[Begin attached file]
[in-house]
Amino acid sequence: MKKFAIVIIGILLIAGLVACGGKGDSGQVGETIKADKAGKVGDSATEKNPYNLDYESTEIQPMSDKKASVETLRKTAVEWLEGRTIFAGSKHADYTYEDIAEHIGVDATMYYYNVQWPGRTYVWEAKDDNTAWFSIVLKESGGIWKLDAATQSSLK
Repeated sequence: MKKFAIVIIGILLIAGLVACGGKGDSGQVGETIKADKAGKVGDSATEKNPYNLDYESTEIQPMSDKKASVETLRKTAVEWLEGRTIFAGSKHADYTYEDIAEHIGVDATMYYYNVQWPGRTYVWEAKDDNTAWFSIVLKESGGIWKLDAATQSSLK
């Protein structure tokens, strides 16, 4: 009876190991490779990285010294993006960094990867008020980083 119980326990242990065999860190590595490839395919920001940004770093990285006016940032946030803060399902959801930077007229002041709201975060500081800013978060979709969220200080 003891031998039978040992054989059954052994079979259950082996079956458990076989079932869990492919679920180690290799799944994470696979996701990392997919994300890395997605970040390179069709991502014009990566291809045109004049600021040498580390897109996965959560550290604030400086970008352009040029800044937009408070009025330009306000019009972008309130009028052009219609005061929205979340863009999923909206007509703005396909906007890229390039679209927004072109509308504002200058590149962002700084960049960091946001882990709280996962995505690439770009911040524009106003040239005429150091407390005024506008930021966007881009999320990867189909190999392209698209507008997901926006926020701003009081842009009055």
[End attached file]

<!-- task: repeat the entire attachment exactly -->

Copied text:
[in-house]
Amino acid sequence: MKKFAIVIIGILLIAGLVACGGKGDSGQVGETIKADKAGKVGDSATEKNPYNLDYESTEIQPMSDKKASVETLRKTAVEWLEGRTIFAGSKHADYTYEDIAEHIGVDATMYYYNVQWPGRTYVWEAKDDNTAWFSIVLKESGGIWKLDAATQSSLK
Repeated sequence: MKKFAIVIIGILLIAGLVACGGKGDSGQVGETIKADKAGKVGDSATEKNPYNLDYESTEIQPMSDKKASVETLRKTAVEWLEGRTIFAGSKHADYTYEDIAEHIGVDATMYYYNVQWPGRTYVWEAKDDNTAWFSIVLKESGGIWKLDAATQSSLK
């Protein structure tokens, strides 16, 4: 009876190991490779990285010294993006960094990867008020980083 119980326990242990065999860190590595490839395919920001940004770093990285006016940032946030803060399902959801930077007229002041709201975060500081800013978060979709969220200080 003891031998039978040992054989059954052994079979259950082996079956458990076989079932869990492919679920180690290799799944994470696979996701990392997919994300890395997605970040390179069709991502014009990566291809045109004049600021040498580390897109996965959560550290604030400086970008352009040029800044937009408070009025330009306000019009972008309130009028052009219609005061929205979340863009999923909206007509703005396909906007890229390039679209927004072109509308504002200058590149962002700084960049960091946001882990709280996962995505690439770009911040524009106003040239005429150091407390005024506008930021966007881009999320990867189909190999392209698209507008997901926006926020701003009081842009009055």